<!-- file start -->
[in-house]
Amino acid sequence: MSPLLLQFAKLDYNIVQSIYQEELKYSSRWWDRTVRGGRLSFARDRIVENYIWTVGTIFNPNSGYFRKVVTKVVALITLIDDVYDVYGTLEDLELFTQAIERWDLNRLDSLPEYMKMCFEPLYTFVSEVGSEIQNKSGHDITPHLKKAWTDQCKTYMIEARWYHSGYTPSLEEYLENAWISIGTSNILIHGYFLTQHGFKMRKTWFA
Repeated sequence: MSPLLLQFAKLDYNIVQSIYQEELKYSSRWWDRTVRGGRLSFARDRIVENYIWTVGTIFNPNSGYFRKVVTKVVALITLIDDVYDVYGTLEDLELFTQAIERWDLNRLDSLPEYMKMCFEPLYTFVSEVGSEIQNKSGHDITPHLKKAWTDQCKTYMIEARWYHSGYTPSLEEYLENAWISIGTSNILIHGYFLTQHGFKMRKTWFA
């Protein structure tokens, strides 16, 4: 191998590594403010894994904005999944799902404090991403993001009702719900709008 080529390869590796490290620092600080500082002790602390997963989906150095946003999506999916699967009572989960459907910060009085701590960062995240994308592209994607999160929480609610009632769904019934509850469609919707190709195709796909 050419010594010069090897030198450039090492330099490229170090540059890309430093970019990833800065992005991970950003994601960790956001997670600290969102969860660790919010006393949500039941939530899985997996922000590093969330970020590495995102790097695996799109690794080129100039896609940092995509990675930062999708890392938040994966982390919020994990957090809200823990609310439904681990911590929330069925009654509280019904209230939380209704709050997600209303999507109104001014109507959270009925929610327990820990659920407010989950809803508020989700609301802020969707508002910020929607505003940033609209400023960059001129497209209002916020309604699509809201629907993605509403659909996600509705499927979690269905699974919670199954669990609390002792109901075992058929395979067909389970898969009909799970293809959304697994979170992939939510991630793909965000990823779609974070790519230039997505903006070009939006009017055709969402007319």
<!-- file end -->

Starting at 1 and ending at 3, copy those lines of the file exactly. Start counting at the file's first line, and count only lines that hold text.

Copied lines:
[in-house]
Amino acid sequence: MSPLLLQFAKLDYNIVQSIYQEELKYSSRWWDRTVRGGRLSFARDRIVENYIWTVGTIFNPNSGYFRKVVTKVVALITLIDDVYDVYGTLEDLELFTQAIERWDLNRLDSLPEYMKMCFEPLYTFVSEVGSEIQNKSGHDITPHLKKAWTDQCKTYMIEARWYHSGYTPSLEEYLENAWISIGTSNILIHGYFLTQHGFKMRKTWFA
Repeated sequence: MSPLLLQFAKLDYNIVQSIYQEELKYSSRWWDRTVRGGRLSFARDRIVENYIWTVGTIFNPNSGYFRKVVTKVVALITLIDDVYDVYGTLEDLELFTQAIERWDLNRLDSLPEYMKMCFEPLYTFVSEVGSEIQNKSGHDITPHLKKAWTDQCKTYMIEARWYHSGYTPSLEEYLENAWISIGTSNILIHGYFLTQHGFKMRKTWFA